AIPAC to go all-out on Syria
By MANU RAJU
The powerful pro-Israel lobby AIPAC is planning to launch a major lobbying campaign to push wayward lawmakers to back the resolution authorizing U.S. strikes against Syria, sources said Thursday.
Officials say that some 250 Jewish leaders and AIPAC activists will storm the halls on Capitol Hill beginning next week to persuade lawmakers that Congress must adopt the resolution or risk emboldening Iran’s efforts to build a nuclear weapon. They are expected to lobby virtually every member of Congress, arguing that “barbarism” by the Assad regime cannot be tolerated, and that failing to act would “send a message” to Tehran that the U.S. won’t stand up to hostile countries’ efforts to develop weapons of mass destruction, according to a source with the group.
“History tells us that ambiguity [in U.S. actions] invites aggression,” said the AIPAC source who asked not to be named. The source added the group will now be engaged in a “major mobilization” over the issue.
Despite the group’s political muscle, it often doesn’t get involved in congressional fights over authorizing military action, and it had been mum about intervening in Syria as recently as last week.
But the stepped-up involvement comes at a welcome time for the White House, which is struggling to muster the votes in both chambers for a resolution that would give President Barack Obama the authority to engage in “limited” military action in Syria for 60 days, with one 30-day extension possible. The hawkish group also has ties to many Republicans, including ones who have been critical of the Obama administration’s handling of U.S.-Israeli affairs.
The top two Senate GOP leaders — Minority Leader Mitch McConnell of Kentucky and Minority Whip John Cornyn of Texas — both have already been urged by top Jewish donors and AIPAC allies to back the Syria resolution, sources say. Unlike their House GOP counterparts who endorsed the measure, McConnell and Cornyn have withheld their support.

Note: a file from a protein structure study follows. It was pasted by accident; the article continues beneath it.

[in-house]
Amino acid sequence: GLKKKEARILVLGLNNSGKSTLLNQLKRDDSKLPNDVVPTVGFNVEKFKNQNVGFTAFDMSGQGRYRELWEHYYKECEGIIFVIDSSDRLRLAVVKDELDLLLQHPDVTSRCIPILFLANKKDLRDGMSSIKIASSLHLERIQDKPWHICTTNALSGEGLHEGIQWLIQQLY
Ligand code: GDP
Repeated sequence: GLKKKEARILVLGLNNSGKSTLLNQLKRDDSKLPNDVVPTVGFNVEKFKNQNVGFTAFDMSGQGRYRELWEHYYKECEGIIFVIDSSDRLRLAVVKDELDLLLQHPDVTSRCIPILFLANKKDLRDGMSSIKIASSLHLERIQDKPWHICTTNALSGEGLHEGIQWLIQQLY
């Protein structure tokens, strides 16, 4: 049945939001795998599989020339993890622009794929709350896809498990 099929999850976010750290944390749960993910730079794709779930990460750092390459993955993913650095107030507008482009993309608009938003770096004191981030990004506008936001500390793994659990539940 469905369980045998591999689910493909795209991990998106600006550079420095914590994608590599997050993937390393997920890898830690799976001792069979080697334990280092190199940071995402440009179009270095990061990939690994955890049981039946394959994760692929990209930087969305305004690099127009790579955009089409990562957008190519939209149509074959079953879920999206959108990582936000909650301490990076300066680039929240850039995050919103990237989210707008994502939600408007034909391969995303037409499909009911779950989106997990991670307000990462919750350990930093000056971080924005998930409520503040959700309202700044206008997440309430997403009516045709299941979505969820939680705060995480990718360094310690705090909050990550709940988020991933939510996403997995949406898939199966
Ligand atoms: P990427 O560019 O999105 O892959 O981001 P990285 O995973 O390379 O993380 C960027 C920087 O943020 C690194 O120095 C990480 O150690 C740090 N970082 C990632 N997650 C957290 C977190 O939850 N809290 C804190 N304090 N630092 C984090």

A Cornyn aide said Thursday that the senator currently opposes the Syria resolution, which will be debated on the Senate floor next week.
“If the vote were held today, Sen. Cornyn would vote no,” said Megan Mitchell, a spokeswoman for Cornyn. “What he is waiting to see is a credible plan from the administration that will achieve our national security objectives. Specifically, a plan to keep chemical weapons out of the hands of terrorists.”
Don Stewart, a spokesman for McConnell, said that his boss had yet to announce his position on the resolution. McConnell said earlier this week: “While we are learning more about his plans, Congress and our constituents would all benefit from knowing more about what it is he thinks needs to be done — and can be accomplished — in Syria and the region.”
Indeed, AIPAC and the White House also have their work cut out for them in the House — and among Democrats.
Leaving a classified briefing on Syria Thursday, Rep. Niki Tsongas (D-Mass.) said she was undecided on the issue.
“For me, it’s about what makes sense for this country,” Tsongas said when asked how the security of Israel was playing into her deliberations.
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